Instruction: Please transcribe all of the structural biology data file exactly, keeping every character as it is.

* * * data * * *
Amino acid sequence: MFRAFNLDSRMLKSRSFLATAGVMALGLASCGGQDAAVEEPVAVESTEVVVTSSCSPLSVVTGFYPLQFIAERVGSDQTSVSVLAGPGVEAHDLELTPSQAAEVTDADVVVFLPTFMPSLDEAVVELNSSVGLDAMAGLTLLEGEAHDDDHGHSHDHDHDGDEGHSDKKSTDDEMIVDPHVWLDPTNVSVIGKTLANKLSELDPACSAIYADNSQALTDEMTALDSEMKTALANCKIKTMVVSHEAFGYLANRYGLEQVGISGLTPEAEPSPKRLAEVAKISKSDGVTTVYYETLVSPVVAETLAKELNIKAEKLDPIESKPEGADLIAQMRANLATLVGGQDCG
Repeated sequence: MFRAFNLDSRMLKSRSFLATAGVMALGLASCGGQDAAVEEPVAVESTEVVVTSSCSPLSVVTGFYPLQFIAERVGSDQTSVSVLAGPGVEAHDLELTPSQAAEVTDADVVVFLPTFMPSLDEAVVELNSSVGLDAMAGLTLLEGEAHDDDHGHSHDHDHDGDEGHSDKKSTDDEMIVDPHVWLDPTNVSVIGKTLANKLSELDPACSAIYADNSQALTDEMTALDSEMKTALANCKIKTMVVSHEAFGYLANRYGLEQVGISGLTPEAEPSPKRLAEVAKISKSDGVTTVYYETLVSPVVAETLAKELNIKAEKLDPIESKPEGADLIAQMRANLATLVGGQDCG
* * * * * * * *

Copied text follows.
Amino acid sequence: MFRAFNLDSRMLKSRSFLATAGVMALGLASCGGQDAAVEEPVAVESTEVVVTSSCSPLSVVTGFYPLQFIAERVGSDQTSVSVLAGPGVEAHDLELTPSQAAEVTDADVVVFLPTFMPSLDEAVVELNSSVGLDAMAGLTLLEGEAHDDDHGHSHDHDHDGDEGHSDKKSTDDEMIVDPHVWLDPTNVSVIGKTLANKLSELDPACSAIYADNSQALTDEMTALDSEMKTALANCKIKTMVVSHEAFGYLANRYGLEQVGISGLTPEAEPSPKRLAEVAKISKSDGVTTVYYETLVSPVVAETLAKELNIKAEKLDPIESKPEGADLIAQMRANLATLVGGQDCG
Repeated sequence: MFRAFNLDSRMLKSRSFLATAGVMALGLASCGGQDAAVEEPVAVESTEVVVTSSCSPLSVVTGFYPLQFIAERVGSDQTSVSVLAGPGVEAHDLELTPSQAAEVTDADVVVFLPTFMPSLDEAVVELNSSVGLDAMAGLTLLEGEAHDDDHGHSHDHDHDGDEGHSDKKSTDDEMIVDPHVWLDPTNVSVIGKTLANKLSELDPACSAIYADNSQALTDEMTALDSEMKTALANCKIKTMVVSHEAFGYLANRYGLEQVGISGLTPEAEPSPKRLAEVAKISKSDGVTTVYYETLVSPVVAETLAKELNIKAEKLDPIESKPEGADLIAQMRANLATLVGGQDCG